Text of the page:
Lidya Kobtseva

Ms. Kobtseva adds that participation in such contests is great for trainers, as well, as they can share experience and practices. The Center of Pedagogical Proficiency also holds workshops for trainers, where they can access the schedule of the notable robotics competitions so as to better plan their students’ training. At large, Moscow’s fledgling roboteers can participate in some contest every month.

Tournament of Two Capitals in St. Petersburg

In St. Petersburg, one of the tournament’s greatest achievements is that it has overreached the city, and now teams from the Leningrad region actively participate in it, as well. This year, their members constituted a third of the Northern Capital’s select team. After the first Tournament of Two Capitals, the Computer Center of supplementary education in Luga reported a three times increase in the number of children who’ve applied for robotics courses. Last year, the Luga Frontier team trained by Alexei Chistyakov, one of the center’s tutors, won the qualification round and participated in the finals in Moscow - which seems to have contributed to the increasing interest in robotics in Luga.

According to Alexei Chistyakov, students eagerly participate in the Tournament of Two Capitals despite it being more challenging than other similar contests. In the tournament, the "King of the Hill" and "Races" categories are more complex, and there are just no counterparts to “Swings” and “Bridges” tasks. For instance, in the "King of the Hill" task of the Tournament of Two Capitals the robots have to not just identify and tackle the opponent, but also climb the hill, and “Races” imply that the robots possess the ability to react to opponents’ actions and obstacles, as well as write programs for computing turns and turnarounds.

Alexei Chistyakov

“The main point of participating in the tournament lies in not winning, but self-development. It is like taking tests where you learn more than what you’ve got during your general training while preparing for them. During the period of training for the tournament and the tournaments’ rounds, students learn and remember a lot more. In a sense, the whole point of conducting the tournament is to discover talented children and give them this quantum leap. What is more, the children get to communicate with other roboteers, like-minded people, and this is what they really dig. Also, such competitions are great for promoting robotics amongst students and their parents. For instance, some parents from Luga came to the tournament to see what their children are interested in, and were thrilled to bits. They will tell their friends about it, they, in turn, will tell theirs, and so on,” shares Alexei Chistyakov.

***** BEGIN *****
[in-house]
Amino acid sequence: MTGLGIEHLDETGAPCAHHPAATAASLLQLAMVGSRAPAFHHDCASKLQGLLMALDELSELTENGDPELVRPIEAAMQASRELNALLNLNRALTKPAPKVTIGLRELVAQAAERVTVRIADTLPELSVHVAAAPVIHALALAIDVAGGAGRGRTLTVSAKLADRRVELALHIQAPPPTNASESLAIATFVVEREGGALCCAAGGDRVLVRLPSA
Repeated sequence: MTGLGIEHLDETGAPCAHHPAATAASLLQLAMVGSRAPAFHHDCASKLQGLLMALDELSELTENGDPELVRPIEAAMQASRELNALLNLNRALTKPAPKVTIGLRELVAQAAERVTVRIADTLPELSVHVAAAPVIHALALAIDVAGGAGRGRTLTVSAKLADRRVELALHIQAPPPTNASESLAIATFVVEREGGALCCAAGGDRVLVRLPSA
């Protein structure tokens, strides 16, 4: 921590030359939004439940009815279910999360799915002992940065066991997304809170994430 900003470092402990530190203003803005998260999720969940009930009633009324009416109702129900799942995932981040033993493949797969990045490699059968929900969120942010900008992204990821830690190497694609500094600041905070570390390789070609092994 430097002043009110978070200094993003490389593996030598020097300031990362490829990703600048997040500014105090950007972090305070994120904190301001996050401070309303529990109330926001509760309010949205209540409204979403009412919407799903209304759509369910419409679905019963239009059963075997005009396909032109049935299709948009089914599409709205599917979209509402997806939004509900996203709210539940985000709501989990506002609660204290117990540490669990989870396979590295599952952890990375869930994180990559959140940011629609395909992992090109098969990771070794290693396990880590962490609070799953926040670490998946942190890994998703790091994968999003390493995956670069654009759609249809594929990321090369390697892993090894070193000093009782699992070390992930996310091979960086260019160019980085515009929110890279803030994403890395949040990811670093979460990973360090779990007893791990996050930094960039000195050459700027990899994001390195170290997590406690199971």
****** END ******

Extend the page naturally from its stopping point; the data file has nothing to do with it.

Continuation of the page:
He adds that for the purposes of training, he and his students have created test areas for the “King of the Hill” and “Bridges” categories from bits of vinyl, duct tape and tables - one can get information on the specs of test areas on the tournament’s website. Mr Chistyakov underlines that the trainer’s inventiveness is most important for the children’s development. If the trainer is interested, then he can properly encourage his students, as well.

This time, the Tournament of Two Capitals was won by Moscow’s select team, so the perpetual trophy once again changed its “residence”.

 
Back to top